The Onion is always wrong — technically. That's what you get, after all, for being a satirical news site. But after hearing about the upcoming film about the Supreme Court's landmark marriage case Obergefell v. Hodges, I can't help but think back to the time when The Onion predicted the future with uncanny accuracy.
Jim Obergefell, the lead plaintiff in the case that formally legalized same-sex marriage in all 50 states, is reportedly writing an autobiographical book about his life and journey to the steps of the Supreme Court. Tentatively titled 21 Years to Midnight, the book will detail Obergefell's life with his late partner of 21 years, John Arthur, and the lawsuit Obergefell filed against the state of Ohio, who refused to recognize Arthur and Obergefell as married. The New York Times reported on Tuesday that a division of 20th Century Fox, Fox 2000, has already purchased the rights to Obergefell's book. Hollywood's intent, according to The New York Times, is to make an accessible mainstream film in the likes of Philadelphia or perhaps, for a more recent comparison, Milk.
But little does Hollywood or The New York Times know that The Onion predicted this big-budget, action-packed, heart-string-tugging studio fare two years ago. Two years!
Let's revisit June 2013, a time when gay marriage was legal in barely one dozen states. Following the Supreme Court ruling striking down a key provision of the Defense of Marriage Act, The Onion released an article with this prophetic headline: "Scalia, Thomas, Roberts, Alito Suddenly Realize They Will Be Villains In Oscar-Winning Movie One Day."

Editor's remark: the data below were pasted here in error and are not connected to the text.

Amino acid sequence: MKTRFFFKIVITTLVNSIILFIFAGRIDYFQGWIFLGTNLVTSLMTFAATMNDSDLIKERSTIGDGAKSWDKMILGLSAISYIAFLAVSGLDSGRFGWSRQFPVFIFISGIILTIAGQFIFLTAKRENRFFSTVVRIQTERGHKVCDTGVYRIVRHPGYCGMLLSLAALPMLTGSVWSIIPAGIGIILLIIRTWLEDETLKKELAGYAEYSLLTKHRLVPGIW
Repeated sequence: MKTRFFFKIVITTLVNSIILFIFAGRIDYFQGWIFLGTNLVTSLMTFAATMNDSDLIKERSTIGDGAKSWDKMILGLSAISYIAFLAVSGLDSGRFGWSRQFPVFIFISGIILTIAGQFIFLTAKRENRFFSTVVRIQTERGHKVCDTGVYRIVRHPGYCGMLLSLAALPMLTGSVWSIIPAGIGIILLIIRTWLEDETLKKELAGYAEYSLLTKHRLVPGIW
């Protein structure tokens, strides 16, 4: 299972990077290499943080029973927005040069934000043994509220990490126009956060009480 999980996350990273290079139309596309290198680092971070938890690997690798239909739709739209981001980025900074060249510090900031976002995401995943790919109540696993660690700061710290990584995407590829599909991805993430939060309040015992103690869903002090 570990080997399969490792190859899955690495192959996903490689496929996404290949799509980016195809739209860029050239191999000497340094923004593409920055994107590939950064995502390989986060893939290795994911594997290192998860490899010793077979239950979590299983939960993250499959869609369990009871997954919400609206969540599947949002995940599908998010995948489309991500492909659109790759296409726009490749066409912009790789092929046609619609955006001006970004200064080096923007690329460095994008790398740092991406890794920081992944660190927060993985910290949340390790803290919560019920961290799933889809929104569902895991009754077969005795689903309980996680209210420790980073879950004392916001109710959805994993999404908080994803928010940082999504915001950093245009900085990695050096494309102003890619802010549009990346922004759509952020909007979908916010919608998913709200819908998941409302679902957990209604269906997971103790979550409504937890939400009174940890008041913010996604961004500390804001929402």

The Onion wrote:
Shortly after turning in dissenting opinions in landmark federal rulings today that struck down the Defense of Marriage Act and conferred full federal benefits to married same-sex couples, Supreme Court justices Antonin Scalia, Clarence Thomas, John G. Roberts, and Samuel Alito reportedly realized today that they would someday be portrayed as villains in an Oscar-winning film about the fight for marriage equality.
And continued with this beautiful (and beautifully fake) quote:
"Oh, God, the major social ramifications, the political intrigue, all the important people involved in the case — I'm going to be played by some sinister character actor in a drama with tons of award buzz, aren’t I?" said Scalia, joining his fellow dissenting justices in realizing they would be antagonists in a film potentially titled Defense Of Marriage and probably written by Tony Kushner. "I'm going to be portrayed as a closed-minded Neanderthal and the very symbol of backward thinking. And at the end of the movie, when my character realizes he’s on the wrong side of history, the audience will feel emotionally fulfilled because the hero attorney, probably played by George fucking Clooney, will have won. Great."
OK, so The Onion may have been off on one major detail — the upcoming, potentially successful, crowd-pleasing, award-winning film will not be about the DOMA case. There's also no guarantee that Paul Dano will finally get his Oscar nomination by playing a "gay rights crusader," and it's unconfirmed at the this time if George Clooney is playing one of the attorneys (though I could totally see Clooney taking on the role of Obergefell).
But The Onion was right about some of the most important roles in the film: Scalia, Roberts, Thomas and Alito definitely fit the roles of the villains. And the heroes? Well, we all know those badass, justice-seeking roles belong to Kennedy, Kagan, Sotomayor, and Notorious R.B.G.
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